Will the Dems pay a price in November?

Democrats are keenly aware of the risks ahead, which is why it has been so difficult for House Speaker Nancy Pelosi (D-Calif.) to round up the votes. Many Democrats, recalling the debacle after their failure on health care in 1994, think that another failure will be equally costly. Others say there will be a price to be paid no matter what happens.

“The political consequences of 1994 took a full decade for the D Party to undo and reverse,” said William Galston, a senior fellow at the Brookings Institution and a domestic policy adviser in the Clinton White House. “If the political consequences of this effort turn out to be as long-lasting as 1994, that would be a very significant price that will have to be weighed in the historical balance.”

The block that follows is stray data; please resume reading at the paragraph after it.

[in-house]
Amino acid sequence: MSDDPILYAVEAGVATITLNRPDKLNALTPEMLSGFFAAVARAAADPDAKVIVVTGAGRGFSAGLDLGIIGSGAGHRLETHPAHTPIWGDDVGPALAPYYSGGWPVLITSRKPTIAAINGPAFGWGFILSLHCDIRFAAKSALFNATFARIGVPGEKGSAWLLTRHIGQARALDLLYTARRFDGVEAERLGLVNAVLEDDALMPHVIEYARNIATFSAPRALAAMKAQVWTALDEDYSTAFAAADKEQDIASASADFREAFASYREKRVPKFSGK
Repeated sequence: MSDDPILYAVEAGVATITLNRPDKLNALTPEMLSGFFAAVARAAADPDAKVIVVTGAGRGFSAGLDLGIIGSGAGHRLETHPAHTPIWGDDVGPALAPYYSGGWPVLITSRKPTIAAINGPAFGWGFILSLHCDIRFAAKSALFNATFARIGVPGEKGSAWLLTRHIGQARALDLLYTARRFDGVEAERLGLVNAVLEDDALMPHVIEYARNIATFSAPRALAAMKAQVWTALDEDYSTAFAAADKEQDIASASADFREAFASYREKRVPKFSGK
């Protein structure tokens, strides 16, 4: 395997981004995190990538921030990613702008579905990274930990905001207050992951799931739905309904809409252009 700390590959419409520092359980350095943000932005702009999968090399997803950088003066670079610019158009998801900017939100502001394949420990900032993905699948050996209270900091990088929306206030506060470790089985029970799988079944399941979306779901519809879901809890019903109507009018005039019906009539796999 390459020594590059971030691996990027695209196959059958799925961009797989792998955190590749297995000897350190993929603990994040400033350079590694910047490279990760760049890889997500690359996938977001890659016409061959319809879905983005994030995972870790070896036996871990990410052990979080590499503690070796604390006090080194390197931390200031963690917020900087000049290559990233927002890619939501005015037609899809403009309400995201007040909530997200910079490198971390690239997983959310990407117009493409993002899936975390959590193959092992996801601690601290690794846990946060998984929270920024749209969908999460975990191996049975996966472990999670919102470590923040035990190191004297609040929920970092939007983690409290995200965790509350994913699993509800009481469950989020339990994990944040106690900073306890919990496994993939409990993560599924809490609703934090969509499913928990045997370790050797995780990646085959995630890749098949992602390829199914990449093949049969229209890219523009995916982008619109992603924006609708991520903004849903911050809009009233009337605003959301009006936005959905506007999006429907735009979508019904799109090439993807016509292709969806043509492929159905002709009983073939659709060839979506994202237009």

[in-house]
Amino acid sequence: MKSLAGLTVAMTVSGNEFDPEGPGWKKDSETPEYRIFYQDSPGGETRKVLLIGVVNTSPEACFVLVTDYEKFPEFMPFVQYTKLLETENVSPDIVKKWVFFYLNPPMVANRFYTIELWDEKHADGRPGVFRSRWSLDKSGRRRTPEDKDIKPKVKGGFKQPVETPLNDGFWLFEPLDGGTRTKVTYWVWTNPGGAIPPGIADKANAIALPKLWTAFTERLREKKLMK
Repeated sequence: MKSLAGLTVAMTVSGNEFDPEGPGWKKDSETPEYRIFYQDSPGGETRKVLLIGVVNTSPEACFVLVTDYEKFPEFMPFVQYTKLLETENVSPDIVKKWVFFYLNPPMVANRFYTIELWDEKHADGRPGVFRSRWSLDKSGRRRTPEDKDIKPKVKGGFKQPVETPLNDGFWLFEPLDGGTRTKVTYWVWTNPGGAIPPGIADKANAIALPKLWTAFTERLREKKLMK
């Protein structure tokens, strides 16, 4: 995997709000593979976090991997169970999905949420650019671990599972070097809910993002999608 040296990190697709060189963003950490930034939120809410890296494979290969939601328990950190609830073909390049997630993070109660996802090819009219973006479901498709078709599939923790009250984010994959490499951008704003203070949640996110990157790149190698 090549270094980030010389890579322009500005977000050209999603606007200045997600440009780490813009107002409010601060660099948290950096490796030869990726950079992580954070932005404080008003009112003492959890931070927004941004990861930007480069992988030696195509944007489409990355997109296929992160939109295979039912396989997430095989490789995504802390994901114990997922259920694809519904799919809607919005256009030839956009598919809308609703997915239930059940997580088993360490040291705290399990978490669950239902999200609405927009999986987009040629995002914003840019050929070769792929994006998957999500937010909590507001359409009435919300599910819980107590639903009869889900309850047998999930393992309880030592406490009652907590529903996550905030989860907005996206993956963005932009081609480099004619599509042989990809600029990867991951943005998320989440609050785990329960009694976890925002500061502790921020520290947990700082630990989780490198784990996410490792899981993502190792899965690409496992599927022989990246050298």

But will Republicans regret their unanimous opposition? Historian Kennedy sees dangers for the GOP if a reformed health- care system turns out to be as popular as Social Security and Medicare.

“They confer real benefits on people that are palpable, and people believe in them,” he said of those two programs. “What the political calculus is [among Republicans] that lets this come through a strictly Democratic proposal is a pretty high-stakes gamble.”

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